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Polypharmacy and Medication Therapy Management. (MTM)

April 1, 2023

By Anne Dabbs, 
NCAN TN Support Group Leader, NET Patient


By Tom Wilson,
NCAN WI Support Group Leader, NET Advocate

As time marches on, many NETs patients may be prescribed new drugs, supplements, or vitamins from a range of providers from various clinics. Not only are these therapies expensive, but they may need to be taken at specific times, on an empty or full stomach, and taken at special times of the day, from the first thing in the morning (thyroid medication) to late at night (Afinitor).

As Tom Wilson, a NETs advocate and an NCAN Support Group leader writes, “My wife, Lynn takes 35 medications, supplements and vitamins—some only ‘as needed.” That still leaves about 22 that she takes daily. The term for this is polypharmacy.

Tom and Lynn share their new found knowledge and experience with us here:

Polypharmacy refers to the concurrent use of multiple medications by a single patient. This practice is common in the treatment of complex or chronic medical conditions, where patients may be prescribed several drugs to address different symptoms or underlying health problems. However, the use of multiple medications (via multiple providers) can also increase the risk of adverse drug reactions and other negative outcomes, such as increased toxicity, reduced efficacy, and increased healthcare costs. As a result, healthcare providers should carefully consider the potential risks and benefits of polypharmacy, and regularly assess and adjust medication regimes as needed to minimize harm to patients.

Polypharmacy can create a burden for patients and their families. They need to understand the purpose and importance of the many prescriptions, get refills, take medication at the right time of day, and recognize side effects when they occur. When these prescriptions are written by multiple providers, perhaps at multiple facilities, the task of correctly taking the medications can become overwhelming.

What is needed is a specialized pharmacist to holistically review all of the patients medications. This service is called Medication Therapy Management. (MTM)

A MTM Specialized Pharmacist provides patient centered MTM services for the purpose of optimizing medication therapy to improve clinical, economic, and humanistic outcomes. The establishment of a qualifying process for a pharmacist to become a MTM specialist was established as part of the Medicare Modernization Act of 2003. A location resource for qualified MTM pharmacists can be found on the CDC.gov website. Medicare recipients can access this free service paid for by Medicare Part D for patients with at least 3 chronic conditions and taking at least 7 medications. Medicare Advantage Plan patients may find this option in some of the Advantage Plan offerings. Some employer offered supplemental health insurance plans may also offer a version of MTM as part of “advocacy services”, “healthy rewards”, or “speciality care programs”. Names and qualifications for this service can vary outside of the established Medicare Part D plans, but the benefits of such a service warrant the effort to determine if your insurance offers a similar plan.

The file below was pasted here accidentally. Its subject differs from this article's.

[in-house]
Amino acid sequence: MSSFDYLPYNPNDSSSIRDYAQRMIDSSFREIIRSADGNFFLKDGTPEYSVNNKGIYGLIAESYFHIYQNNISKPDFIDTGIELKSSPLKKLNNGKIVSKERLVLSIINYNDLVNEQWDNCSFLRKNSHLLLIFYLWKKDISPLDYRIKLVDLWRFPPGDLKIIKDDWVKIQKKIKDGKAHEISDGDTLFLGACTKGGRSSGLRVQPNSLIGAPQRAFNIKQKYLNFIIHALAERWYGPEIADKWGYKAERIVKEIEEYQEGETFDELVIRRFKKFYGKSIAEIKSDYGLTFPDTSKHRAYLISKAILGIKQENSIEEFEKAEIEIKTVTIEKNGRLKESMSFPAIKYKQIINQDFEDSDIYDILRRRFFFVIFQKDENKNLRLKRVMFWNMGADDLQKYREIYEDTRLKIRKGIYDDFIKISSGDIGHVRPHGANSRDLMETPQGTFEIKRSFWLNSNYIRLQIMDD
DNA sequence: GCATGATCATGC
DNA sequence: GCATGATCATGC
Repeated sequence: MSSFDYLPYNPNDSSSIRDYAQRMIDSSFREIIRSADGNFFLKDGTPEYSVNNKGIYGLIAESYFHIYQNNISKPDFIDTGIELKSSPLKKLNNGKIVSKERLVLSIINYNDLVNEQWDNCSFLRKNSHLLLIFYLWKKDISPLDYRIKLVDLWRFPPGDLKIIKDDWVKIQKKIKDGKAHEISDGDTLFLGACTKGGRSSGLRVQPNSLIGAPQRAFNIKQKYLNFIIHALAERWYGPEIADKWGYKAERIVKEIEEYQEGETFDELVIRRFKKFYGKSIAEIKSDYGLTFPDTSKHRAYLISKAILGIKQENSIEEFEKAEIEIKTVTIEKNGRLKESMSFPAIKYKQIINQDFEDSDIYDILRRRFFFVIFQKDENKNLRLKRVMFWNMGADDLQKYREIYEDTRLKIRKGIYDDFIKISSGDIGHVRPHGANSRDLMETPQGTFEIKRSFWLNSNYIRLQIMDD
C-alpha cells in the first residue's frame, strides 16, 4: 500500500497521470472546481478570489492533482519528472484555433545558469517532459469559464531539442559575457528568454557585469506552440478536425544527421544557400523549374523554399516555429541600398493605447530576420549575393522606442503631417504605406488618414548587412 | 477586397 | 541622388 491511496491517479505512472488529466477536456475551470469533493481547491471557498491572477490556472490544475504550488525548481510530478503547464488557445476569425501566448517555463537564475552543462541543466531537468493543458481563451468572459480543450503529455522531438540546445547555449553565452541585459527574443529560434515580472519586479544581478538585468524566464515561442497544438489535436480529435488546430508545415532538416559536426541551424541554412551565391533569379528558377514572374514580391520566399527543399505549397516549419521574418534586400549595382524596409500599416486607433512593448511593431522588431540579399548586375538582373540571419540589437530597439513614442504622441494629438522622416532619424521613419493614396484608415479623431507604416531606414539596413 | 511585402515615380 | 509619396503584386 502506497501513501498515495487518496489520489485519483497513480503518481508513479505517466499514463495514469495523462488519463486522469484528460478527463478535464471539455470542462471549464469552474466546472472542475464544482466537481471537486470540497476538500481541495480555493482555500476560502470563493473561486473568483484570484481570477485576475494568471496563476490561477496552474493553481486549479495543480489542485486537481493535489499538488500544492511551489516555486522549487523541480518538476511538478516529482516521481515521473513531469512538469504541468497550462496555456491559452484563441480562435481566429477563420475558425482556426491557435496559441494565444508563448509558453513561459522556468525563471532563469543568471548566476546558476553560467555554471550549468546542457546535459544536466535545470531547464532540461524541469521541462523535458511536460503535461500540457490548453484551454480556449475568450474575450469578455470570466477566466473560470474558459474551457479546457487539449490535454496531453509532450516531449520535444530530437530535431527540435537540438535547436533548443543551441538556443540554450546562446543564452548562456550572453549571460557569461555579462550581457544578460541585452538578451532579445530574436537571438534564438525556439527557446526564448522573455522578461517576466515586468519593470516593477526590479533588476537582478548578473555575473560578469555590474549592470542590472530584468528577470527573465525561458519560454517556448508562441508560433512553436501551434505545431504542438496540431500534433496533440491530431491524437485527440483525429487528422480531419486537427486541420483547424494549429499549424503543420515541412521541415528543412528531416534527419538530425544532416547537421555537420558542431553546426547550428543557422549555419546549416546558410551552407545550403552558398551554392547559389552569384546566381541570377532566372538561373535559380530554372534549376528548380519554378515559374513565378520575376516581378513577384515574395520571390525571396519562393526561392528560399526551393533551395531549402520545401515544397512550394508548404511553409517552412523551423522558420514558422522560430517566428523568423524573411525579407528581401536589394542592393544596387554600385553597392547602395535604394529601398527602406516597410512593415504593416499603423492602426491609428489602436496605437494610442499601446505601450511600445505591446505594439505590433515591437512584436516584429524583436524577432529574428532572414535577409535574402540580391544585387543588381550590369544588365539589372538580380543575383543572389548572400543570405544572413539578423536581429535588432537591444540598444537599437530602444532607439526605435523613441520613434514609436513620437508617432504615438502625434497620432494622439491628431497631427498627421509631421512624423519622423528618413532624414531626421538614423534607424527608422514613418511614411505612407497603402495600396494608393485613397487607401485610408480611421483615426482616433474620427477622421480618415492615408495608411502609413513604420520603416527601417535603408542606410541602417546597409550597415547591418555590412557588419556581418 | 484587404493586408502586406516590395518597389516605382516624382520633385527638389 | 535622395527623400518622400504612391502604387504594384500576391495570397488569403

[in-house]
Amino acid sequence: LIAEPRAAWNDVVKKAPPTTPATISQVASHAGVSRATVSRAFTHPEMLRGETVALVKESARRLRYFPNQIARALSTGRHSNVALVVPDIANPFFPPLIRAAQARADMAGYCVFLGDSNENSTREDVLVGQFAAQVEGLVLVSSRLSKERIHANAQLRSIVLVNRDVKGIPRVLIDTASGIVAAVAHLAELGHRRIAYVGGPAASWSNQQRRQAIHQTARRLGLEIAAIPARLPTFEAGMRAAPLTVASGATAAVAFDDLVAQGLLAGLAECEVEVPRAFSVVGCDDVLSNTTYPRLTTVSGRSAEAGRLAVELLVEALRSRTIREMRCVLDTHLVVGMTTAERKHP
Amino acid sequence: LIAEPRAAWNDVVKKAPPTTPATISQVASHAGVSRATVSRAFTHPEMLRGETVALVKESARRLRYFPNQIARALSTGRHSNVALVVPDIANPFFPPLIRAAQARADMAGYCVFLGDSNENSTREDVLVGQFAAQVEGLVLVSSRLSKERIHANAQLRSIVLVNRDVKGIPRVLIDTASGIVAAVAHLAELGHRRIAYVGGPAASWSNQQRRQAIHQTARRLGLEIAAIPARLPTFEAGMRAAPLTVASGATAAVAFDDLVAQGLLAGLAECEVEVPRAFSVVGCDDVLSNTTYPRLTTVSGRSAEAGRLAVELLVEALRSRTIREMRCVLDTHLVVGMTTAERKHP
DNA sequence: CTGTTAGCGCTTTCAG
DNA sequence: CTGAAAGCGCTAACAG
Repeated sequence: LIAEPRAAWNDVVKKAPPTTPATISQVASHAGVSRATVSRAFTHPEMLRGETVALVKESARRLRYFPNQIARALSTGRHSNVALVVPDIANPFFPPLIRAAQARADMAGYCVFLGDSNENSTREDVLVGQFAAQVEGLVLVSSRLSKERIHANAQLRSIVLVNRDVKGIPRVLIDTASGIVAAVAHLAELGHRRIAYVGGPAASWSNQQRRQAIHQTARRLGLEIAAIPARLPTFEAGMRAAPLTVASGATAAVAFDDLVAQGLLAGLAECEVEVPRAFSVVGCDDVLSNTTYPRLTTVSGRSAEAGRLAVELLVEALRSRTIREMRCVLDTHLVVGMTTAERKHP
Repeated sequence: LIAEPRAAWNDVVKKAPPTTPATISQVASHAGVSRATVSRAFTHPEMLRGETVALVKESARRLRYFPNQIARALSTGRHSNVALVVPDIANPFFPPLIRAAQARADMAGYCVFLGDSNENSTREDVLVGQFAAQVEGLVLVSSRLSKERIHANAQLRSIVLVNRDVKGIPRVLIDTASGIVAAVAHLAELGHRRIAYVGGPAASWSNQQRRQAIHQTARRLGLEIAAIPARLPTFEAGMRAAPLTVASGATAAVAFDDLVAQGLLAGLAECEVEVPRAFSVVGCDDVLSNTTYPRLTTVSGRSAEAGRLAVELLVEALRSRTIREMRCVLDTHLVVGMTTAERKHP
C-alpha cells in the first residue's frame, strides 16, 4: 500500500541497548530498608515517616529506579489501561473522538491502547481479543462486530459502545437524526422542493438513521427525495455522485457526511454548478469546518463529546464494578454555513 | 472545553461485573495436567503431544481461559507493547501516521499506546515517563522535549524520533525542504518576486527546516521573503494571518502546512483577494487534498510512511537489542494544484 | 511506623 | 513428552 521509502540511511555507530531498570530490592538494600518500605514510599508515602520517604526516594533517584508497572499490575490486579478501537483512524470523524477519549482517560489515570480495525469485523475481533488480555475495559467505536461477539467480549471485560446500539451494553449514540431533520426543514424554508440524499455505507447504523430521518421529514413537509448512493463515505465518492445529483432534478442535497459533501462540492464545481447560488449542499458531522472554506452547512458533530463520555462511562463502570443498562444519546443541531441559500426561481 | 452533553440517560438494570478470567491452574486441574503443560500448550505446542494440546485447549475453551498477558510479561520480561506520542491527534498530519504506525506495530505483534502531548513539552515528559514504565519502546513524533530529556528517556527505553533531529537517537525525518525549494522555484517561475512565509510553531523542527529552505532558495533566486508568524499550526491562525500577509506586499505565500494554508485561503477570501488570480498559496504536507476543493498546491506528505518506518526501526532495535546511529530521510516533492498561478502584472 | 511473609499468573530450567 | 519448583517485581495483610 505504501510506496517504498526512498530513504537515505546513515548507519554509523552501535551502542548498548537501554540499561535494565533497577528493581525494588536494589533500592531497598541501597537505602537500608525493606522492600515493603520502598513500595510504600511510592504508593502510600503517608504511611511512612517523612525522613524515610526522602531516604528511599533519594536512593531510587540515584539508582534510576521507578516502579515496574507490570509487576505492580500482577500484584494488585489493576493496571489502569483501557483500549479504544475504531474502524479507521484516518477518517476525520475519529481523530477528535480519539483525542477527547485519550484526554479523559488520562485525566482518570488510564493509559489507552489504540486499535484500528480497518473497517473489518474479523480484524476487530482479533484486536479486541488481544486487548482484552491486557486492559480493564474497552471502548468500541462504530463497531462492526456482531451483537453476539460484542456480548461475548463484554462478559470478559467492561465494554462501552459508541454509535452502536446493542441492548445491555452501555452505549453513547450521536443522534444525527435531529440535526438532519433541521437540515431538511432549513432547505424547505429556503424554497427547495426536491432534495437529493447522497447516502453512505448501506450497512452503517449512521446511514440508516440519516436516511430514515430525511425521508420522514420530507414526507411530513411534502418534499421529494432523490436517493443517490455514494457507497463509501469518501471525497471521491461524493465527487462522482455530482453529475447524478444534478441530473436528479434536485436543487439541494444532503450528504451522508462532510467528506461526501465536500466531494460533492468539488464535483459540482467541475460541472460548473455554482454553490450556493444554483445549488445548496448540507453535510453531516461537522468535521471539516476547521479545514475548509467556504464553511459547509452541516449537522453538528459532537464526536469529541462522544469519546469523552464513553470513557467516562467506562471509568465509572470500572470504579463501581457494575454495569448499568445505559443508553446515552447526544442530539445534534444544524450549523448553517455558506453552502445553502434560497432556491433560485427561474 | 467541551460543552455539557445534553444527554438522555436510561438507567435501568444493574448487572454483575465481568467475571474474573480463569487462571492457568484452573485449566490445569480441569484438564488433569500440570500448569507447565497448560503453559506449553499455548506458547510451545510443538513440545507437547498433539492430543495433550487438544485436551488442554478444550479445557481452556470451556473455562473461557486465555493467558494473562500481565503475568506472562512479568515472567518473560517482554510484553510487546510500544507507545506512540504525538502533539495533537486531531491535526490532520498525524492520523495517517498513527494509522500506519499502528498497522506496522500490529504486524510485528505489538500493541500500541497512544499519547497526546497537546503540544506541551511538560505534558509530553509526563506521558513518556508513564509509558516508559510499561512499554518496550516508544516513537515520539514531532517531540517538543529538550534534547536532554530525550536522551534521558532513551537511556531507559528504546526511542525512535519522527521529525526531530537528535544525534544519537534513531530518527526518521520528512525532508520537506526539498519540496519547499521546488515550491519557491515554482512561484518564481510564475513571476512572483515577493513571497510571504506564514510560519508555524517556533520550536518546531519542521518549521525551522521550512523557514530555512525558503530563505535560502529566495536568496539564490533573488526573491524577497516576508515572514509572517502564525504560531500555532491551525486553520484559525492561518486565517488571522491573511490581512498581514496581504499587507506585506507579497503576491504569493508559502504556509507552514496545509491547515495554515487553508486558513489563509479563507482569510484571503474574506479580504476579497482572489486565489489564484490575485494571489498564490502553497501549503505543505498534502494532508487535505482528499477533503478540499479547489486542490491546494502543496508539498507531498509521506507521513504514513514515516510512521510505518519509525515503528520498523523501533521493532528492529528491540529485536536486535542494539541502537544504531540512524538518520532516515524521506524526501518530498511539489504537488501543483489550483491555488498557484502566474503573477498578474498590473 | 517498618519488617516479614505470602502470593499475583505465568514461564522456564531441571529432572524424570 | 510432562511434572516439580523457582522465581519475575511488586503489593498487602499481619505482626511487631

The MTM Specialized Pharmacist might identify drugs that many no longer be needed. They might identify duplicates; they might identify conflicts of side effects. This process is called Deprescribing— the culling out of unnecessary drugs.

Compromised Continuity of Care:
Seeing multiple providers across specialities and clinics who are all prescribing different drugs can result in the patient’s continuity of care being compromised. For those patients with a chronic disease, the process of having a life style burdened by a medication regimen can lead to a reluctance to continue taking the drugs which are actually keeping their bodies as healthy as possible. These are just two of the reasons it may be helpful to have a MTM Specialized Pharmacist review your medications periodically.

Tom and Lynn share that they recently met with a pharmacist from Mayo’s hematology/oncology department which was paid in full by their Medicare Part D policy. The one hour Zoom call reviewed Lynn’s entire list of 35 medications. The pharmacist answered their numerous questions about timing, dosing, efficacy, and purpose of each drug. The pharmacist also explained the mechanism (how it works) of several of the drugs to give clarity and confidence to both Tom and Lynn. They were provided a written summary of the meeting including links to clinical trials which might be of value to Lynn’s care.

Tom and Lynn’s willingness to share their experience is an example of the continued efforts of our NCAN family to support, educate, and advocate for each other. Build your self-advocacy tools, and visit the NCAN Resource Room, where you’ll find helpful ways to navigate your Neuroendocrine journey. Better yet, join us at an Upcoming Event and come meet the family!

We are HERE for you if you need us.

Find out more about how YOU can help the NET Community.


Disclaimer: NCAN blog posts are the opinions of its writers and are not intended as a replacement for medical advice. Please consult your Health Care Providers for individual concerns.


  1. REPLY
    Lisa Farrow says

    I am on traditional Medicare and have Medicaid as a supplement as that is the only option in Ohio if you are under retirement age so I am not eligible for this program but could certainly use it. I dread getting my medication’s every month it’s extremely stressful

  2. REPLY
    Alysia Christensen says

    Thanks Anne for writing this!!!

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